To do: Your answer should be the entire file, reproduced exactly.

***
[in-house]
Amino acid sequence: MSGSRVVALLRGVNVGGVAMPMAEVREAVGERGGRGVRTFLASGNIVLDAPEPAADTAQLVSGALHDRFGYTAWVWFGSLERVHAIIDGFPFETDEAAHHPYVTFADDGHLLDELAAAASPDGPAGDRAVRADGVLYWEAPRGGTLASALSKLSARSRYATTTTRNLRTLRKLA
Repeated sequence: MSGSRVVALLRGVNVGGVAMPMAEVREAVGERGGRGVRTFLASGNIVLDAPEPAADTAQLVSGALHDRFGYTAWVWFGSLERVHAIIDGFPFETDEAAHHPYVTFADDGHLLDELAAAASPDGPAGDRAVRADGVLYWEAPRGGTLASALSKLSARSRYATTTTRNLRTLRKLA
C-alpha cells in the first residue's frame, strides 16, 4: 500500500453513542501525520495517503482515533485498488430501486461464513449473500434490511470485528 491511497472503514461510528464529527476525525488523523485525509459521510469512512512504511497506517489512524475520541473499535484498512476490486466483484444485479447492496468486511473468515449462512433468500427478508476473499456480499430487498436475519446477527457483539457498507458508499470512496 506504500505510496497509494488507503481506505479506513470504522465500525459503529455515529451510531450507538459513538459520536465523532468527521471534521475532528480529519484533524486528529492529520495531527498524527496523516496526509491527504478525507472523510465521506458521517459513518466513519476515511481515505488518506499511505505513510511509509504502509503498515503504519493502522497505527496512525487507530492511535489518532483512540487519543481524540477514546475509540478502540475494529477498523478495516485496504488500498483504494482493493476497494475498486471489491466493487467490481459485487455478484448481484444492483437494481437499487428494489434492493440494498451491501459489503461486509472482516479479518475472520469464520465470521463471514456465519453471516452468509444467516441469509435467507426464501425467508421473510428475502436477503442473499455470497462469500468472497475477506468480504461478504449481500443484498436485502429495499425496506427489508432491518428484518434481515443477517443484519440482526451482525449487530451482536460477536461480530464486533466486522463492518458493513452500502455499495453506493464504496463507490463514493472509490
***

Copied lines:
[in-house]
Amino acid sequence: MSGSRVVALLRGVNVGGVAMPMAEVREAVGERGGRGVRTFLASGNIVLDAPEPAADTAQLVSGALHDRFGYTAWVWFGSLERVHAIIDGFPFETDEAAHHPYVTFADDGHLLDELAAAASPDGPAGDRAVRADGVLYWEAPRGGTLASALSKLSARSRYATTTTRNLRTLRKLA
Repeated sequence: MSGSRVVALLRGVNVGGVAMPMAEVREAVGERGGRGVRTFLASGNIVLDAPEPAADTAQLVSGALHDRFGYTAWVWFGSLERVHAIIDGFPFETDEAAHHPYVTFADDGHLLDELAAAASPDGPAGDRAVRADGVLYWEAPRGGTLASALSKLSARSRYATTTTRNLRTLRKLA
C-alpha cells in the first residue's frame, strides 16, 4: 500500500453513542501525520495517503482515533485498488430501486461464513449473500434490511470485528 491511497472503514461510528464529527476525525488523523485525509459521510469512512512504511497506517489512524475520541473499535484498512476490486466483484444485479447492496468486511473468515449462512433468500427478508476473499456480499430487498436475519446477527457483539457498507458508499470512496 506504500505510496497509494488507503481506505479506513470504522465500525459503529455515529451510531450507538459513538459520536465523532468527521471534521475532528480529519484533524486528529492529520495531527498524527496523516496526509491527504478525507472523510465521506458521517459513518466513519476515511481515505488518506499511505505513510511509509504502509503498515503504519493502522497505527496512525487507530492511535489518532483512540487519543481524540477514546475509540478502540475494529477498523478495516485496504488500498483504494482493493476497494475498486471489491466493487467490481459485487455478484448481484444492483437494481437499487428494489434492493440494498451491501459489503461486509472482516479479518475472520469464520465470521463471514456465519453471516452468509444467516441469509435467507426464501425467508421473510428475502436477503442473499455470497462469500468472497475477506468480504461478504449481500443484498436485502429495499425496506427489508432491518428484518434481515443477517443484519440482526451482525449487530451482536460477536461480530464486533466486522463492518458493513452500502455499495453506493464504496463507490463514493472509490